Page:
Category Archives: family
We’ve been running the Turkey Trot in Castle Rock as a family since 2007. It has been a great tradition for us. I can’t believe how seven years has flown by in so many ways.
So thankful to be a Dad to such great kids.
I put a good effort into my race, but just couldn’t turn the legs over as fast as I would have liked. Probably has something to do with the 24 miler I ran on Monday, or the 20 miles on Tuesday, or 22 yesterday. At the very least I wanted to get a sub-7 average and managed that with a 6:58, but my heart rate only averaged 165. Sure sign of tired legs.
It was a great way to start the day.
The party’s nearly over. This was our final summit of the week, just an easy hike up Mt. Sherman before doing the LT100 night run later in the evening.
Crossing the meadow just after leaving the cars was a fantastic trip through the flowers. I’ve never seen so many Columbine in one spot.
Sherman is a very unimpressive looking summit for a 14er. It’s tough to get a respectable shot of it, but I was happy with the morning light and made the most of this one.
The whole mountain is a giant pile of fractured rock.
With a nice view of Leadville and Turquoise Lake down below.
Saturday morning during Boom Days (Leadville’s town celebration) is a busy time to be on such an accessible mountain.
One last pika.
Then as we were close to being finished, Malcolm spotted this cool hummingbird moth and I was able to get a quick shot off before it darted away.
Due to work and other responsibilities, this trip almost did not happen. I am so glad we pushed through the challenges and made it materialize. It was an amazing way to spend a slice of the summer with my son up in the Colorado high country.
From our home-base in Leadville, day three was a bit of a haul. We decided to head further south in an attempt to get out of the rainy weather. Shavano and Tabeguache were on the menu today. Our usual 4:30 wakeup got us down near the trailhead in time for another spectacular sunrise.
The trail rolls for a short while before becoming yet another steep grunt up through the trees. As many times as I do these hikes, I still shake my head at the size and steepness of these mountains sometimes. Soon we passed through a massive area of blown-down trees. I remembered reading about it a few years ago, and it was impressive to see up close.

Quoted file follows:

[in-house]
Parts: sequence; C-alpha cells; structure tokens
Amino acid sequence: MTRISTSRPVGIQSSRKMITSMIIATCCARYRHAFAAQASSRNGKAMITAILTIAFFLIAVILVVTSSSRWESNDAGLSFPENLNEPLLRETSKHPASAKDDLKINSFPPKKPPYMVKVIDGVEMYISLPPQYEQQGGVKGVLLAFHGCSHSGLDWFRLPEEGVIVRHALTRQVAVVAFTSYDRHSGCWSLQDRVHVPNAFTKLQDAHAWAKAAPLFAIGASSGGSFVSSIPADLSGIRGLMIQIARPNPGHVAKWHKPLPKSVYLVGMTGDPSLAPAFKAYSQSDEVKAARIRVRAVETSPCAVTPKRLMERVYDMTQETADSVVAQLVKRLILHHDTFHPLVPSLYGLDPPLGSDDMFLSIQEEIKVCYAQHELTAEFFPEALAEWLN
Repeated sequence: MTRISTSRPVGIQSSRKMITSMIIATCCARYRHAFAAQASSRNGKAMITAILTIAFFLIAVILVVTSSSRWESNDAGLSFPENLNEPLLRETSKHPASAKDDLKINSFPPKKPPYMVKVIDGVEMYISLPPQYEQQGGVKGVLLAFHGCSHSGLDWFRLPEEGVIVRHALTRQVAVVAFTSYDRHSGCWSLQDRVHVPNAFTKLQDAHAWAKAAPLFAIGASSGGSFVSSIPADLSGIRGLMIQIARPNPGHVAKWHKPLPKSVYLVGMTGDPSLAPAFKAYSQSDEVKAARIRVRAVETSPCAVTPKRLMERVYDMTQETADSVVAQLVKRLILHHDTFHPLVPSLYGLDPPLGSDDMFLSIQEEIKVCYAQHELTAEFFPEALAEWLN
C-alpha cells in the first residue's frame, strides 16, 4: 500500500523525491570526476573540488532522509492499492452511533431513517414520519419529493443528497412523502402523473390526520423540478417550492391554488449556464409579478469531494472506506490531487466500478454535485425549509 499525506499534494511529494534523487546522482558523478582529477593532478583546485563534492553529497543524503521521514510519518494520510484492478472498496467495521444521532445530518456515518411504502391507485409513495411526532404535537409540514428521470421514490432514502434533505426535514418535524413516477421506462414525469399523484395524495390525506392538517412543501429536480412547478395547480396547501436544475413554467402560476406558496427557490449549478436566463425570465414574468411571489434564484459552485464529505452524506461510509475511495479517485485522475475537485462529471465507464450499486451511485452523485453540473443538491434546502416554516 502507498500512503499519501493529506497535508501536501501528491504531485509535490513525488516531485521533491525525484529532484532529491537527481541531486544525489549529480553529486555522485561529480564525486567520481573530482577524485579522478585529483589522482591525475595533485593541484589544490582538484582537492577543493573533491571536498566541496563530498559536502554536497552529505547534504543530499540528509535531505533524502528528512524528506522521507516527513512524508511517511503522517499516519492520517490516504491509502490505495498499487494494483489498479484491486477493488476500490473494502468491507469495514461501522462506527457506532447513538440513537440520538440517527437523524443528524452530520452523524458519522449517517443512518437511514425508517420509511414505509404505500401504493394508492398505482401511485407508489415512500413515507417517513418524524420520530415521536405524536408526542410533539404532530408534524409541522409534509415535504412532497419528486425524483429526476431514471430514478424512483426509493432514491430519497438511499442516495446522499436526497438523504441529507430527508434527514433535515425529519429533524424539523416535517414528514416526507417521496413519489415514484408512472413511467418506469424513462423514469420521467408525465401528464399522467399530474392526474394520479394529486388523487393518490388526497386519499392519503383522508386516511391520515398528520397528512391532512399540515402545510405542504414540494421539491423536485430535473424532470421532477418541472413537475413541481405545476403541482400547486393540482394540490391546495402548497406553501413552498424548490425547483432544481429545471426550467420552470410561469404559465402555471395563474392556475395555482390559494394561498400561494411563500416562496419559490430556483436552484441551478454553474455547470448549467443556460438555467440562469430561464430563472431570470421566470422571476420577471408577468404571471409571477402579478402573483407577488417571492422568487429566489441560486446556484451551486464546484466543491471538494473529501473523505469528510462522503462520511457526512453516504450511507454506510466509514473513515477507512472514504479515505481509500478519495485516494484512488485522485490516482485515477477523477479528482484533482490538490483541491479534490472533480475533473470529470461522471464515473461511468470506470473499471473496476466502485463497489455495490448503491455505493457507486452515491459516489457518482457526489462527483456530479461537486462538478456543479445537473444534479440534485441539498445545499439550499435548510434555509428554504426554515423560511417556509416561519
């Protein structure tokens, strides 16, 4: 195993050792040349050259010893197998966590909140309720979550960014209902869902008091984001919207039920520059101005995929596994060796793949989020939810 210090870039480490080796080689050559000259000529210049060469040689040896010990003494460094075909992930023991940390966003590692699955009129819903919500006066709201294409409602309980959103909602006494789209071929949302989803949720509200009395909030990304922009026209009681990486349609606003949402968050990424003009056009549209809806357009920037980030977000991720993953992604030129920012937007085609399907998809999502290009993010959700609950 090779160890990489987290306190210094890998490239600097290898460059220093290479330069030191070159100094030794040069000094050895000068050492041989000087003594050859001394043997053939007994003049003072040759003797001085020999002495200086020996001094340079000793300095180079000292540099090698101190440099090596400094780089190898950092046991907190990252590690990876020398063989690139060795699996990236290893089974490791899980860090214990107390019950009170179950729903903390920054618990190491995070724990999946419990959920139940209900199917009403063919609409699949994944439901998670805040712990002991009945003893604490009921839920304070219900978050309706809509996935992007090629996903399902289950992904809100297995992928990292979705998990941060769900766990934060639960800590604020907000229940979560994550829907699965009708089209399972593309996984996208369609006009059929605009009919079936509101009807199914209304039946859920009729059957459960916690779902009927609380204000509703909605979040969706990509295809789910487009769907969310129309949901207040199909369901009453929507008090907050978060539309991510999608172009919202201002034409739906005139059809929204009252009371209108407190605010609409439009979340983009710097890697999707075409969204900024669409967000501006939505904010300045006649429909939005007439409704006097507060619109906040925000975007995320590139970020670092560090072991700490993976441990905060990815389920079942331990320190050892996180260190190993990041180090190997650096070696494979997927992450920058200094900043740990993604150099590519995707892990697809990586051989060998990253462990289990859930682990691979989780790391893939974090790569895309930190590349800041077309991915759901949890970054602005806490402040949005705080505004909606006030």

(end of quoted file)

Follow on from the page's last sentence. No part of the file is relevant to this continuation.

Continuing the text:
Once we passed treeline, the trail became a straightforward ascent up to a small pass.
From the pass it was a few hundred vertical feet to the summit.
From the summit of Shavano we dropped to another saddle and made the climb up to Tabeguache. Took shots of the ‘summit monkeys’
and then a couple more…
On the hike back to Shavano, a photo opportunity presented itself. The ensuing exchange highlighted the difference between my son just wanting a quick snapshot, and me planning the cover shoot of Outside magazine or something. Hey, I carried that big camera over all these mountains – I might as well get some good use out of it!
MB: Dad, will you take a picture of me up on those rocks?
CB: Sure! Let’s see, I should get over there for the best light, maybe up a little higher for the horizon, you should stand there, look like this, and …, and …
MB: Well, it doesn’t have to be awesome. Err, at least not up to your level of awesome!
Hey, I’m cool with semi-awesome if you are.
I gotta say, Malcolm was a great sport with all of my picture taking during our hikes.
The nice weather allowed us to linger for a while when we returned back to the Shavano summit. Much to the delight of some curious marmots.
This ninja-squirrel demonstrated some cool moves.
Then it was all about getting back to the car.
A huge dumper of a thunderstorm unloaded on us with about a mile to go. All of a sudden the tired-leg plodding pace at the end of a long hike turned into an all-out run back to shelter. It was a great way to finish.